You know what they say about buses?  No sign of one for ages and then two come along within seconds of each other.  Well, it seems to me that the same sort of thing is happening in golf as regards change.  Nothing of any great significance happens for years and then a flurry of activity explodes centre stage.

On Wednesday I was the guest speaker at the Hertfordshire County Ladies’ annual dinner at Porter’s Park golf club, a venue and dinner I first spoke at ten years ago.  There’s a lot going on in the county at the moment, what with the men’s and women’s side of things amalgamating and new initiatives and names coming into being.  In my experience this is seldom a smooth path, with the inevitable flexing of muscles on either side but with patience, strong listening skills and an eye on collective goals and aspirations I have no doubt the joining together of the two sections can and will be successful – and Hertfordshire golf will be the better and stronger for it.  With members the calibre of Elaine Radcliffe, former professional and Curtis Cup player, in their midst, Jane Walter, the intrepid captain in this time of change and Lesley Hewitt, the first president of the new collective, there is a strong and stable base for success.  I just hope that there remains room in the new association for some separate men’s and women’s dinners and lunches.  After all, everyone enjoys them and surely we don’t have to be joined at the hip ALL the time, do we?

With president Lesley at the Herts County dinner. [Photo courtesy of Jane Walter]

My evening at Porter’s Park was made complete by meeting up again with Brickendon Grange member Deirdre Martin from my home town. The dinner brought us together after forty years or so!  Our fathers were great pals and had a regular fourball for many years at Portstewart and when they were a man down I was called in to make up the numbers, first doing so at the age of 12.  The boys played off anything from 7 – 12 handicap and, believe you me, it was a tough school – no quarter given.  I loved it and those games certainly helped shape my golfing career.  Meeting up with Deirdre again made the decades slip away and it was just lovely.

At the weekend it was off to Muirfield for our annual match against the members of the Honourable Company of Edinburgh Golfers (HCEG) in the Madill Trophy.  Huge change is afoot here too.  Scaffolding is shrouding a large part of the clubhouse as preparations are made for building ladies’ locker rooms and readying the club for the inclusion of the fair sex within its walls as members.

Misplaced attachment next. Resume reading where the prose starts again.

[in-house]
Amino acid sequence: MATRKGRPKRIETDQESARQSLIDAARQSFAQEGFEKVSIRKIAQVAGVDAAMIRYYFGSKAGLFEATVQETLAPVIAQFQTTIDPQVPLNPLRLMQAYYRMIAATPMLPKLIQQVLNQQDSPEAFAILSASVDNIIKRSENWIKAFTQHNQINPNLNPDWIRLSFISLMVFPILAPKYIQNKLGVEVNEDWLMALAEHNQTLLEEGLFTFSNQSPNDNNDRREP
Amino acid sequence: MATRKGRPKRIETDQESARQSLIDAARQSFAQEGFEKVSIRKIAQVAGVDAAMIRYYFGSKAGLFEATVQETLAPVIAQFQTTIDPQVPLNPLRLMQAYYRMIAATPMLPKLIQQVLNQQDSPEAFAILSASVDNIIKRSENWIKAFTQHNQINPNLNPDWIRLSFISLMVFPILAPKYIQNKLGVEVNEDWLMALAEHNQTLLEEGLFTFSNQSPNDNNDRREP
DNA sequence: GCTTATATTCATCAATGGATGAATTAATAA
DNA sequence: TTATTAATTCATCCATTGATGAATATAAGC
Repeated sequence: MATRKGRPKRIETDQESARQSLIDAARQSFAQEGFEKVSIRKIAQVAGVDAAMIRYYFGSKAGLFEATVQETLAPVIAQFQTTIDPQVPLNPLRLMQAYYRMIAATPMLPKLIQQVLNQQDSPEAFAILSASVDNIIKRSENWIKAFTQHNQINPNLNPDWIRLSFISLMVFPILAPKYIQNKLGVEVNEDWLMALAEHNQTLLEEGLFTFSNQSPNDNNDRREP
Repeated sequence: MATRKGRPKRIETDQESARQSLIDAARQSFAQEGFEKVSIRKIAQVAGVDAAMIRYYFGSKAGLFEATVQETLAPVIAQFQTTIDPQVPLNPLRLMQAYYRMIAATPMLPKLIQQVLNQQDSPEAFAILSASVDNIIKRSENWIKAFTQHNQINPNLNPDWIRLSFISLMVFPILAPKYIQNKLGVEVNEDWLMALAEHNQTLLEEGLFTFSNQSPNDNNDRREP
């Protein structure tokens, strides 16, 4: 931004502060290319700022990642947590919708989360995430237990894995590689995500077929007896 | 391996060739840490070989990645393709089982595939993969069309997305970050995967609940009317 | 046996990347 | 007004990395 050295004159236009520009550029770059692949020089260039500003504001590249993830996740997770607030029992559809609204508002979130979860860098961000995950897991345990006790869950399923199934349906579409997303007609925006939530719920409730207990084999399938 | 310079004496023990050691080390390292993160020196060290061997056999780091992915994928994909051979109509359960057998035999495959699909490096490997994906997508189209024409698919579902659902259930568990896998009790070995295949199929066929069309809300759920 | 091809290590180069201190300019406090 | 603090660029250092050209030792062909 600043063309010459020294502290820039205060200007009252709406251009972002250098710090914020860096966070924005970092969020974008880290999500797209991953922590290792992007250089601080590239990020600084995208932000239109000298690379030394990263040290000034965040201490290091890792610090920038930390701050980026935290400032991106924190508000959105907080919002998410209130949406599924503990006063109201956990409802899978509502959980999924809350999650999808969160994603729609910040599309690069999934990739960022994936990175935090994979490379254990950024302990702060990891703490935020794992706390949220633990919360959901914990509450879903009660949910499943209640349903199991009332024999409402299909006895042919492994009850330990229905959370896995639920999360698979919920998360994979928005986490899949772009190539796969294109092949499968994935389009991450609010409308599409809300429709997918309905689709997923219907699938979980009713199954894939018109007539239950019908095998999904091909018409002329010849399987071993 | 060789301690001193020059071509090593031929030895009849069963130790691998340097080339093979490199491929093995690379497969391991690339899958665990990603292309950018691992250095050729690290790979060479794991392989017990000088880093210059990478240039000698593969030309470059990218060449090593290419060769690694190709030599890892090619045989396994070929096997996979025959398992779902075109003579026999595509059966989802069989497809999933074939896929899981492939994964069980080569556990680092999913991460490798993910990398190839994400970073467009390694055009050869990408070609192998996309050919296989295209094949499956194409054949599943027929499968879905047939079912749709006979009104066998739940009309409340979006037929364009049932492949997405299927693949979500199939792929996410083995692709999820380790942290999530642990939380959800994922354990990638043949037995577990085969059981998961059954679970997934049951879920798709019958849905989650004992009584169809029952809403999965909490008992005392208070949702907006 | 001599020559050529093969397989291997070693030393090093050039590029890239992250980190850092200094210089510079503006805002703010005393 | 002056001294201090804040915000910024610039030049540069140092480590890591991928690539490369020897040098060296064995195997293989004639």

Muirfield – each brick painstakingly being removed by hand.

We are homing in on this match’s quarter-centenary celebration and although there has been undeniable momentum towards history-making changes there has been one indisputable constant – the welcome and hospitality afforded us by our impeccable hosts.  That has never altered.  This year we were treated to the club’s famous Sunday lunch and, afterwards, just prior to the trophy presentation, my February landmark birhday was marked by a cake and a rousing rendition of Happy Birthday. This was accompanied by a gift of Peter Brown’s lovely photographic book of the 2013 Open at Muirfield – the one in which Phil Mickelson triumphed.  I must admit I never thought I’d be celebrating a birthday within the hallowed walls of the HCEG but I came crashing back to reality when it came time to present the trophy to secy Stuart McEwan as his team won for the third time in the last four years.  They are closing the gap!

Another win for “The Lads”!

Life is unpredictable and one of the only things we can be sure of is that things never stay the same.  Any change can be scary, uncomfortable and disorientating but as I said earlier, as far as golf is concerned, if we have a positive attitude and collective will I believe we can make our great sport even better and share the fun we all have with even more men, women and children.